Lest Darkness Fall (1939) is a standalone SF Alternate History novel. This story was originally published in Unknown. It begins in Rome, Italy, just prior to the start of World War II.
In this novel, Martin Padway is an American archaeologist from Chicago. He is quite shy and hates confrontations.
Tancredi is an Italian archaeologist. He has a rather interesting theory about time.
Nevitta Gummund's son is a Goth farmer. He lives about eight miles up the Flaminian Way.
Thomasus the Syrian is a banker. He is honest, but you have to watch him.
Fritharik Staifan's son is a Vandal. The Byzantines had driven him off his estate with only the sword at his side.
In this story, Martin is the passenger in a small fiat driven by Tancredi. He hates the way Tancredi drives. Like most Italian drivers, Tancredi uses both hand to emphasize his points.
Martin is a very careful driver. After Tancredi almost hits several cars, Padway is holding onto the seat with both white knuckled hands. Hopefully Martin with get to his hotel in one piece.
Tancredi discusses several subjects, some in their joint field, but others on a variety of subjects. His discussion of time, however, is the main topic, despite side excursions into related areas. He thinks that certain locations in space and time are stressed at certain periods and people can be thrown back in time. Sometimes, these people start branches to the tree of time.
Martin asks Tancredi to drop him off at the Pantheon. He sees the usual Italian loungers near the temple. As he approaches the temple, a lightning strike lands near him. His vision is overloaded for a while and he drops about two feet onto a pavement.
When his vision clears, Martin still sees the temple and the loafers. Yet he notices that the men are now wearing while tunics. The pavement is stone instead of concrete and the traffic is gone. In fact, the neighborhood and roads are not the same.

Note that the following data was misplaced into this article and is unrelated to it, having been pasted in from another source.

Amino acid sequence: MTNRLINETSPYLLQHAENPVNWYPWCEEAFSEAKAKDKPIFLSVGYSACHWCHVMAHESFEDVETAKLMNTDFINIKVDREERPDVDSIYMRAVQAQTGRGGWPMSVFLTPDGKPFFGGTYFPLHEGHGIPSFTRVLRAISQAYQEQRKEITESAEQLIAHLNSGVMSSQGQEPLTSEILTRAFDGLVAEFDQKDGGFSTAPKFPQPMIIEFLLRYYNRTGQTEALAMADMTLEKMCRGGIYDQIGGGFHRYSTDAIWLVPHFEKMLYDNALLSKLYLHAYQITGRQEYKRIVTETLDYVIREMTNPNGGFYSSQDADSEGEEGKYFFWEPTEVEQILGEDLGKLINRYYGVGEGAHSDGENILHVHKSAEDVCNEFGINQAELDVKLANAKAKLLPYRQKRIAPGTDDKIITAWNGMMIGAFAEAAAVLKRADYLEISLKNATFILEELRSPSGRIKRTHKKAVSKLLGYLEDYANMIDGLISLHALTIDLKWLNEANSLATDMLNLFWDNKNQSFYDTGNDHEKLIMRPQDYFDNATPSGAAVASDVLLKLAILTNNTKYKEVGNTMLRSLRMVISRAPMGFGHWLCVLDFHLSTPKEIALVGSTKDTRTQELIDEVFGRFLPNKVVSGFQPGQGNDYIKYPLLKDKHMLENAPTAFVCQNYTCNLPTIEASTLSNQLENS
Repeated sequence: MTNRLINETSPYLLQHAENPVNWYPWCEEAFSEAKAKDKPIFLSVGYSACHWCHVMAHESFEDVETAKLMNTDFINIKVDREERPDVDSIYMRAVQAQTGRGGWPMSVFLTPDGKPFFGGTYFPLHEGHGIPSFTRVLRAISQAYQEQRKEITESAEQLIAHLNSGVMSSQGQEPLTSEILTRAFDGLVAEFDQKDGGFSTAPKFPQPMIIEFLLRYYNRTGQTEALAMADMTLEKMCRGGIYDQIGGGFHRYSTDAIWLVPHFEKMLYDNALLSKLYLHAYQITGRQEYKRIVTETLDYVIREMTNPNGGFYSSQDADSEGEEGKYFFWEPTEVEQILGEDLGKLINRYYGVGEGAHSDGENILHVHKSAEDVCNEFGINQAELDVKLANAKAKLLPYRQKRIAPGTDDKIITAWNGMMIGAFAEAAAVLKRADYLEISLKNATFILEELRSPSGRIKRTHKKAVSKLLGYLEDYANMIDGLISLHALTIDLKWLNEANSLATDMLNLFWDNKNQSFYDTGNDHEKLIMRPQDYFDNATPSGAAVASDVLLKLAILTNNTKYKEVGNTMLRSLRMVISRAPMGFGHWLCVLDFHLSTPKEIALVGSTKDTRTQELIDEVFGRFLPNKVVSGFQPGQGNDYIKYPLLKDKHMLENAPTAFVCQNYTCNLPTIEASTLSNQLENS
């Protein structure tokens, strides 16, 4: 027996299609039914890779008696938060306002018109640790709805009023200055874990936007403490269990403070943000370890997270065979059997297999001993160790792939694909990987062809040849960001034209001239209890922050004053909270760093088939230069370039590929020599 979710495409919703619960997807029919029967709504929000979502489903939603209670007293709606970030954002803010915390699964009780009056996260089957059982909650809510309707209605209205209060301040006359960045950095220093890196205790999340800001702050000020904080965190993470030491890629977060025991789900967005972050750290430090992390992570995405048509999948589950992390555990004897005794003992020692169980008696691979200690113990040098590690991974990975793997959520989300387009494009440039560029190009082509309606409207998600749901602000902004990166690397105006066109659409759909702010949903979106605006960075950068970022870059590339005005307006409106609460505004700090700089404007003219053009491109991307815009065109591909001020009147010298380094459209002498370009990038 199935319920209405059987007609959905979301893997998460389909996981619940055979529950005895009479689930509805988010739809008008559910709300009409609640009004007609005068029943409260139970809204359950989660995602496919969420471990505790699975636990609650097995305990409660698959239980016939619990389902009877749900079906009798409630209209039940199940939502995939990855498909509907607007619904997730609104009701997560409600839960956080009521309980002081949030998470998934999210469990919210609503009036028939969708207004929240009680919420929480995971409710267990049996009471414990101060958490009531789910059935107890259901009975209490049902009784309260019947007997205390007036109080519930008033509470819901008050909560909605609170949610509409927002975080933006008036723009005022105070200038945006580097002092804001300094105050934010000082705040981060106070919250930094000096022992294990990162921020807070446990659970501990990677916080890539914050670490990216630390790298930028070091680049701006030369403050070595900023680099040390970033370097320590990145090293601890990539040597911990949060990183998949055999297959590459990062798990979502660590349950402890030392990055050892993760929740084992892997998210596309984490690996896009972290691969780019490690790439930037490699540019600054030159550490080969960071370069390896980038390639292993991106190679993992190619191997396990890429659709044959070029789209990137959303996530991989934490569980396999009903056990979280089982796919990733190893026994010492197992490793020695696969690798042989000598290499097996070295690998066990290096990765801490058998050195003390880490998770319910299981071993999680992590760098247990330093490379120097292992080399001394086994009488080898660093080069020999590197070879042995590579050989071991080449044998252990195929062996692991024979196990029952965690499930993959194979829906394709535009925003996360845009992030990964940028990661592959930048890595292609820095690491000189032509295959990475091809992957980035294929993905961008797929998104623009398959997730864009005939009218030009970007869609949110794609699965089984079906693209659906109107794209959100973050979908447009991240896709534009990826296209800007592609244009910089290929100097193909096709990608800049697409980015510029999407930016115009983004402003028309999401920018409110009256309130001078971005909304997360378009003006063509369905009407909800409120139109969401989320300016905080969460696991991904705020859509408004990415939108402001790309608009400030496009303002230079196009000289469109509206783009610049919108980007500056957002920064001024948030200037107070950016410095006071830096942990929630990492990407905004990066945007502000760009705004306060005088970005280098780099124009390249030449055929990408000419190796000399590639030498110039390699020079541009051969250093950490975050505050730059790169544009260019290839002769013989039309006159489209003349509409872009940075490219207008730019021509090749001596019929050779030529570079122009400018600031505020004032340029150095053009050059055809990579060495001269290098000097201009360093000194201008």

After arguing with himself, Martin decides to use Tancredi's theory to explain the changes. If he is being delusional, he will wake up later. First, he tries to find a policeman. None of the locals knows where to find one.
Martin inventories his possessions and decides most of them are worthless in this time. He asks strangers about a moneychanger. Finally he locates a man who will exchange his coins for local money.
The moneychanger refuses the nickels, but offers a sum for the rest. A local Goth thinks that the coins are worth more. He helps Martin get half again the original value. They talk for a while and Martin gives Nevitta some medical advice. In turn, the Goth give him the names of a lawyer, a doctor and a banker.
Martin visits Thomasus for a loan. Of course, such a thing is ridiculous, but Thomasus asks how much. Martin tell him and Thomasus say no way, but asks about collateral.
When Martin says he doesn't have any, Thomasus says no deal. Martin tells him about Arabic numbers and Thomasus agrees to let Martin teach his clerks. Then he gives Martin the loan.
Martin wants to refine wine into brandy. He hires a foreman and then a couple of helpers. After the first batch is ready, Thomasus drinks more than he should have and decides to takes Martin out to a local wine shop. They soon find themselves in a religious argument.
Martin meets Fritharik in the bar and soon hires him as a bodyguard. He also learns not to argue about religions. It leads to even more violence than arguing politics.
This tale leads Martin into building a printing press. Then he starts printing a local newsletter. That almost gets him into politics, but he points out the risks to a scribe now working as a reporter.
Martin also creates a limited liability corporation to build semaphore telegraphs lines. That brings him to the attention of the garrison commander and then to the Gothic King. The king only asks why he was not invited to buy shares.
Martin tries to prevent the Dark Ages, but finds much resistance. This does not have any sequel, but has been very influential. Although it was not the first novel to use this approach (see A Connecticut Yankee in King Arthur's Court), it was the initial novel in the SF Alternate History subgenre.
Highly recommended for de Camp fans and for anyone else who enjoys tales of time travel, alternate worlds, and a bit of romance. Read and enjoy!
-Arthur W. Jordin